Interview with ECE Iran Book Author William Bellin

In 2015, ECE published the book, The Islamic Republic of Iran: Its Educational System and Methods of Evaluation.  We asked our author, William Bellin a few questions about his experience writing the book:

William Bellin Who would find this book useful?

I think this book should prove useful to the credential evaluator as a guide to reading documents, understanding the educational system, and feeling confident working with the original language documents.

The government and the schools do an excellent job at documentation and most of the documents are filled with artistic flair. Getting used to the language and understanding the system are the biggest hurdles.  After that, it's fairly smooth sailing with some rough waters from time to time.

Why did you want to write this book?

I started working with Iranian documents, talking to, and corresponding with Iranians and then learning some Persian. The language is beautiful, difficult, and melodic; the people I talked with were interesting and helpful. 

And as for resources there were few. The best book we had was a fine book full of highly insightful information and curriculum and educational changes that was printed in 1999.  It was already 10 years old when I started researching Iran. Then another evaluator, Tom Robinson, asked if I wanted to work on a book about Iran - we'd update the texts, illustrate the most recent changes, which there were plenty, and use Persian throughout.  That sounded great to me.  So we wrote up a proposal and it was accepted.

How long did it take?

We started working on the research in 2010. Because of time constraints, Tom eventually withdrew from the project, although he would later help annotating the first chapter. The final chapter was written in August of 2015 and published I think in September.  So the whole process took about 4 and a half years or so, maybe 5.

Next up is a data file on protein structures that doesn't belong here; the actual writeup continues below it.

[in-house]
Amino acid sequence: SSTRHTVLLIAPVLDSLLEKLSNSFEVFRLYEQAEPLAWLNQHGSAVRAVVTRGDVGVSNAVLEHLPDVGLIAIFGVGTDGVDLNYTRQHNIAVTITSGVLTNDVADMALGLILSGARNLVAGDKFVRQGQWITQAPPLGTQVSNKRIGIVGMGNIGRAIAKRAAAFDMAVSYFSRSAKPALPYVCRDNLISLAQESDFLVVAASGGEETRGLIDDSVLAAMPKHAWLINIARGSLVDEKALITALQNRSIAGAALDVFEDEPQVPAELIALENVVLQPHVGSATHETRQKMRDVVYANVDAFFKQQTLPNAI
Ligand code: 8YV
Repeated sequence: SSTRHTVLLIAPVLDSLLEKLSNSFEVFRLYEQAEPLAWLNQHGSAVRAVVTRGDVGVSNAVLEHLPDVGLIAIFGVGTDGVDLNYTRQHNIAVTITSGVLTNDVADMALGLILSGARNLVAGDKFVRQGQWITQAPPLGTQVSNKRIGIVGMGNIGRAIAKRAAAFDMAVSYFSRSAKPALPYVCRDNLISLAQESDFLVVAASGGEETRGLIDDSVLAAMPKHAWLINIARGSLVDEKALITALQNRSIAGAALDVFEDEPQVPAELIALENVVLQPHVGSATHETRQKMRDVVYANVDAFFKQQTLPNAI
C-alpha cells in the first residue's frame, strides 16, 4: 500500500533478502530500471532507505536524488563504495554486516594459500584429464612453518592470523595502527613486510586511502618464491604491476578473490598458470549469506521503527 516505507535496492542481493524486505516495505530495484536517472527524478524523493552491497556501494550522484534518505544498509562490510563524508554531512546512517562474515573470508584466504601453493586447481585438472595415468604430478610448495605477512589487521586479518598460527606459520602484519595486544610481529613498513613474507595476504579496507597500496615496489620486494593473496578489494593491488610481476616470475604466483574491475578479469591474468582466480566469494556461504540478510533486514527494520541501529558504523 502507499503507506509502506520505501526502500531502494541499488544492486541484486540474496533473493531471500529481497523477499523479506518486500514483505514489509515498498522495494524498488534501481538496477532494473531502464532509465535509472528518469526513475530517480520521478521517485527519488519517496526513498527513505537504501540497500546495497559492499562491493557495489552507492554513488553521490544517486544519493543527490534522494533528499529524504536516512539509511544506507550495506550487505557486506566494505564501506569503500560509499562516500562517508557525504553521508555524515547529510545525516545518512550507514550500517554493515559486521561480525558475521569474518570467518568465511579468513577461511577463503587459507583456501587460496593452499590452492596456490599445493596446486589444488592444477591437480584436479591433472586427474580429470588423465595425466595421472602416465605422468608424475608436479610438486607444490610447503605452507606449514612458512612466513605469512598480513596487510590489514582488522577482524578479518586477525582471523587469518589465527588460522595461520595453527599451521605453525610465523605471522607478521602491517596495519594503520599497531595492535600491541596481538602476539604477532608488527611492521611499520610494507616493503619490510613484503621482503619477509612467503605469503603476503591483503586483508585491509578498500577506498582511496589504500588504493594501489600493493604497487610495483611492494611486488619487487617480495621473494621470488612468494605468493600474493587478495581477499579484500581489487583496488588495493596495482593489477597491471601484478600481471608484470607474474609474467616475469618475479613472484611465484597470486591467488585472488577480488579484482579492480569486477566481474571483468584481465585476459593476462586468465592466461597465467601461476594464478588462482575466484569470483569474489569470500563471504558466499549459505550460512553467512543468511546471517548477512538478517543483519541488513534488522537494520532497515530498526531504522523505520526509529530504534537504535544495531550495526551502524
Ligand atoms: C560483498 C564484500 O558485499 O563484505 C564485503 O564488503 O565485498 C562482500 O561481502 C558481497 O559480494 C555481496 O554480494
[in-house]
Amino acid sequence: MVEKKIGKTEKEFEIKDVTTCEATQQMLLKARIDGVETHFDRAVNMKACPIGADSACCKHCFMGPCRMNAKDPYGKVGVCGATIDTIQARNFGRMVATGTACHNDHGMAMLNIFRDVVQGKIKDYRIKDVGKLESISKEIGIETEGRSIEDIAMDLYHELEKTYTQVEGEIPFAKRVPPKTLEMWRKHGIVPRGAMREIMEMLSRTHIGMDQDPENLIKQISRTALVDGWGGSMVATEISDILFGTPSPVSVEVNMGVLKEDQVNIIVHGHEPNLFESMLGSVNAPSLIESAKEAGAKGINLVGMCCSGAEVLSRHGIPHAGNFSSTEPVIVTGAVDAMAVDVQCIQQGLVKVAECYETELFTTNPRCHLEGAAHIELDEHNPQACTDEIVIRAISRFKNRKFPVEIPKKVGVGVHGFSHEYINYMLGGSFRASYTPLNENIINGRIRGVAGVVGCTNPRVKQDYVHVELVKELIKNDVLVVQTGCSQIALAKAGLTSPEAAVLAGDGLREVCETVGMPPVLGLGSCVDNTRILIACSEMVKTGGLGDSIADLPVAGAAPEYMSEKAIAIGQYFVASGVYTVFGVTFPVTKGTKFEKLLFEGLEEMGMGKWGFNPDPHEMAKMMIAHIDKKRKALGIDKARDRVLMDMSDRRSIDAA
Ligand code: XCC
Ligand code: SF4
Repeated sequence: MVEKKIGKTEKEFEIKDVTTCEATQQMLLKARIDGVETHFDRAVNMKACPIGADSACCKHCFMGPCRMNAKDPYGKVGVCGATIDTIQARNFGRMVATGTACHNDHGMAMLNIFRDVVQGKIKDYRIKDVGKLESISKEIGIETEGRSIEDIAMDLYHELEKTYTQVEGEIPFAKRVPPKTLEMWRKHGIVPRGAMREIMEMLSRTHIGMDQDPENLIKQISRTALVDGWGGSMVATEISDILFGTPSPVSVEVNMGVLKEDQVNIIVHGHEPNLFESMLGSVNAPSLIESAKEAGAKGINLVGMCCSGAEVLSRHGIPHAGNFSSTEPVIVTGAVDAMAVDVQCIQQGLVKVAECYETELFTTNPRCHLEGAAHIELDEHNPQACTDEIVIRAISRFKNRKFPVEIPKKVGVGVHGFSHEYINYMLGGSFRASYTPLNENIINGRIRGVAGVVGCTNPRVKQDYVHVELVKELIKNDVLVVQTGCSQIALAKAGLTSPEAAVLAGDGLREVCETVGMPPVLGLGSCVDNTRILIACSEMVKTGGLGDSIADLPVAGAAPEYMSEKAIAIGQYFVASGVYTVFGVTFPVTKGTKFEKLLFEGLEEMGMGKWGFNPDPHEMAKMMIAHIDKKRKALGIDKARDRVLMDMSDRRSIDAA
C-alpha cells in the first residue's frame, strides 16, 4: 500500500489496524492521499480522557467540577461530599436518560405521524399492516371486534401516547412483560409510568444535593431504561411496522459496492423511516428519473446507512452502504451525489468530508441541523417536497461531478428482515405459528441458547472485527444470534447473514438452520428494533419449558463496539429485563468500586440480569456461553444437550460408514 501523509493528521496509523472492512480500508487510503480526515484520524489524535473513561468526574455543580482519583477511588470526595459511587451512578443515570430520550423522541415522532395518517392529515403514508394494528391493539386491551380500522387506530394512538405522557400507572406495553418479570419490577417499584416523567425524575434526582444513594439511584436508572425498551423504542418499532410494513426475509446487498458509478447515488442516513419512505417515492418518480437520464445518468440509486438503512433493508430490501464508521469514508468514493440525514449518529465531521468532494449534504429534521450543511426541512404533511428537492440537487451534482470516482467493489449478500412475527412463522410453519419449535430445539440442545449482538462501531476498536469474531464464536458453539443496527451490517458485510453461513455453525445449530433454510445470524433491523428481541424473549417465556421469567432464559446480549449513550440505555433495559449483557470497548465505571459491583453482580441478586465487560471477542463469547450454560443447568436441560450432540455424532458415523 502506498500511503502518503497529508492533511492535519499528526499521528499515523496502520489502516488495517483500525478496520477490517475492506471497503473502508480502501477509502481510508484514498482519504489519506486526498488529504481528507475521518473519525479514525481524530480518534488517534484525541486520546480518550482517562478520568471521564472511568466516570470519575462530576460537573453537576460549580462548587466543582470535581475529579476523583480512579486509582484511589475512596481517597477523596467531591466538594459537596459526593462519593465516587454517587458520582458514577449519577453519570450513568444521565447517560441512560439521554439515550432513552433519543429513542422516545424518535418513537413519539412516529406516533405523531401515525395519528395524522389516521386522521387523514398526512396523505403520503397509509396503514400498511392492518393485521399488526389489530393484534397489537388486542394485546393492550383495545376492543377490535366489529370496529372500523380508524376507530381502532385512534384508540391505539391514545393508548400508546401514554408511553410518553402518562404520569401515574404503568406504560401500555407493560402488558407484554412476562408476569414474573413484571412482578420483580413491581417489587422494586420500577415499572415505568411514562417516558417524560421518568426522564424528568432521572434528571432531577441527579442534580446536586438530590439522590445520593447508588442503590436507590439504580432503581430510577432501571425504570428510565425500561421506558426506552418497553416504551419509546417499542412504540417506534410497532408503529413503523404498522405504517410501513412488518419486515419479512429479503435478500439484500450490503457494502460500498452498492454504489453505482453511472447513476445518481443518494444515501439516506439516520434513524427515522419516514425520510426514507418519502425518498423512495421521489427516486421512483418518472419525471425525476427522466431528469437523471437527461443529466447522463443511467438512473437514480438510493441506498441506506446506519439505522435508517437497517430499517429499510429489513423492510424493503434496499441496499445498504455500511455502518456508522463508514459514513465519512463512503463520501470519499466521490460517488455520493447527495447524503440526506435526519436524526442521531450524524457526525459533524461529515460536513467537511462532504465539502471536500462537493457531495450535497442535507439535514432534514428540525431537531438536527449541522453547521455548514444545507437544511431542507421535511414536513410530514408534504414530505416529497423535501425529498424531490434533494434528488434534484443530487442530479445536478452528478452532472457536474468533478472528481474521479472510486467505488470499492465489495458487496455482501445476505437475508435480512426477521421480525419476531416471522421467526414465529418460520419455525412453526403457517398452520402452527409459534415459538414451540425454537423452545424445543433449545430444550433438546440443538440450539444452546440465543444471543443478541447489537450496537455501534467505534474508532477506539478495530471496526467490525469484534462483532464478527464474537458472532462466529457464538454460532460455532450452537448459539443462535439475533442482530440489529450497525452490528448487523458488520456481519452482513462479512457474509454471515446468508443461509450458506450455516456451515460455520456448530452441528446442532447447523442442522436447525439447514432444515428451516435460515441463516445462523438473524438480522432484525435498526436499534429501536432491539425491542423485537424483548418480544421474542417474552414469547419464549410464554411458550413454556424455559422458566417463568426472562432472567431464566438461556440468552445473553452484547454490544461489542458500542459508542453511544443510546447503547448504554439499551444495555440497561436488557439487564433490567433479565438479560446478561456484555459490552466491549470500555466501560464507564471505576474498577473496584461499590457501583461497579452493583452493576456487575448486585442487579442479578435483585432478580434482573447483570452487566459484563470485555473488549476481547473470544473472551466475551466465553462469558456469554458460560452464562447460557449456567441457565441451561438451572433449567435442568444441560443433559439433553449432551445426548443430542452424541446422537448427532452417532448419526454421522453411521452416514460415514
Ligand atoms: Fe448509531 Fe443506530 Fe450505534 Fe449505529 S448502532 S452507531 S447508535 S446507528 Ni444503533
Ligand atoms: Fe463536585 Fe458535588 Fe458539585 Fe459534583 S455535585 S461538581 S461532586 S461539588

What was the biggest challenge?

The biggest challenge was probably communication.  But it's amazing how much strangers are willing to help if some gesture of cooperation is initially met. 

I think it helped open some doors when I would begin writing letters with traditional Persian salutations.  People responded to those little details.  When I'd speak to people on the phone, I'd try to add as much Persian as I could.  That often would break the ice or trepidation either because of laughter at my failed attempt/attempts at Persian, or because I'd pronounced it just right at just the right moment.  There is one professor who I talk to still simply because when we were saying goodbye, I used the formal goodbye in Persian.  

What was the most interesting thing you learned about Iran?

This is a list as long as the Persian empire's reign.  There were so many interesting facts I learned while on this journey, but maybe one of the most delightful and troubling is the concept of ta'arof (pronounced tah-rof).  

Ta'arof is the concept of asking without asking, accepting without accepting, offering without offering.  It is best exemplified in the west with the last piece of food on an appetizer plate. No one wants to be the one to take that last piece yet everyone at the table wants to eat it. Then it goes around the table with everyone offering it to each other. 

Ta'arof is complicated. Someone might offer you a place to stay on your visit to Iran. The proper etiquette requires at least a back and forth of a few polite rejections and pious offerings.  It may turn out that the person offering the place to stay has a 400 square foot studio apartment and his three brothers staying with him so no actual room for a guest.  But ta'arof dictates that he should offer, and in turn that you should politely decline. It can be incredibly frustrating but also remarkably instructive because it's manifested in so many different behaviors and conversations. In some ways it epitomizes the Iranian spirit.


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